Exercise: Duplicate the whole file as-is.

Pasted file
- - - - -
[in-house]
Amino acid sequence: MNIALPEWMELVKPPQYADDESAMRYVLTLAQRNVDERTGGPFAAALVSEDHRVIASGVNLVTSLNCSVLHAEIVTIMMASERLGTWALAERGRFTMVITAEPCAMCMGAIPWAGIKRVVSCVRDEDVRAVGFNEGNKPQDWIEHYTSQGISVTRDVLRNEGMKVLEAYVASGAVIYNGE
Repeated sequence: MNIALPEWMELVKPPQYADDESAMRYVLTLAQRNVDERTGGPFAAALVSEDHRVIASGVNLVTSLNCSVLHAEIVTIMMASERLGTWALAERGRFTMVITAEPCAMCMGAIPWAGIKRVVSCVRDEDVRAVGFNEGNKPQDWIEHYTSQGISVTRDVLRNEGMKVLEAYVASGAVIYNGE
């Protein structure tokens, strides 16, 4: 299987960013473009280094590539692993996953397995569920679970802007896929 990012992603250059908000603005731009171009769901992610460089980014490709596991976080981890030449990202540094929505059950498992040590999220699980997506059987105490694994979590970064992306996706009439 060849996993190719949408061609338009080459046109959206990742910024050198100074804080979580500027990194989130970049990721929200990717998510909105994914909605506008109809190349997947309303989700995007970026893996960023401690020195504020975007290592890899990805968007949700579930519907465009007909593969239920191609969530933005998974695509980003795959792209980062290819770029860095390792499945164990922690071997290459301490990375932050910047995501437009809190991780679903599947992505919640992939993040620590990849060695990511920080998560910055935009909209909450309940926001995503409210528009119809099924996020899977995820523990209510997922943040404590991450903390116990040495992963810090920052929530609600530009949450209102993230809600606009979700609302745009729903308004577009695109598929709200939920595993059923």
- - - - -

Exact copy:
[in-house]
Amino acid sequence: MNIALPEWMELVKPPQYADDESAMRYVLTLAQRNVDERTGGPFAAALVSEDHRVIASGVNLVTSLNCSVLHAEIVTIMMASERLGTWALAERGRFTMVITAEPCAMCMGAIPWAGIKRVVSCVRDEDVRAVGFNEGNKPQDWIEHYTSQGISVTRDVLRNEGMKVLEAYVASGAVIYNGE
Repeated sequence: MNIALPEWMELVKPPQYADDESAMRYVLTLAQRNVDERTGGPFAAALVSEDHRVIASGVNLVTSLNCSVLHAEIVTIMMASERLGTWALAERGRFTMVITAEPCAMCMGAIPWAGIKRVVSCVRDEDVRAVGFNEGNKPQDWIEHYTSQGISVTRDVLRNEGMKVLEAYVASGAVIYNGE
């Protein structure tokens, strides 16, 4: 299987960013473009280094590539692993996953397995569920679970802007896929 990012992603250059908000603005731009171009769901992610460089980014490709596991976080981890030449990202540094929505059950498992040590999220699980997506059987105490694994979590970064992306996706009439 060849996993190719949408061609338009080459046109959206990742910024050198100074804080979580500027990194989130970049990721929200990717998510909105994914909605506008109809190349997947309303989700995007970026893996960023401690020195504020975007290592890899990805968007949700579930519907465009007909593969239920191609969530933005998974695509980003795959792209980062290819770029860095390792499945164990922690071997290459301490990375932050910047995501437009809190991780679903599947992505919640992939993040620590990849060695990511920080998560910055935009909209909450309940926001995503409210528009119809099924996020899977995820523990209510997922943040404590991450903390116990040495992963810090920052929530609600530009949450209102993230809600606009979700609302745009729903308004577009695109598929709200939920595993059923």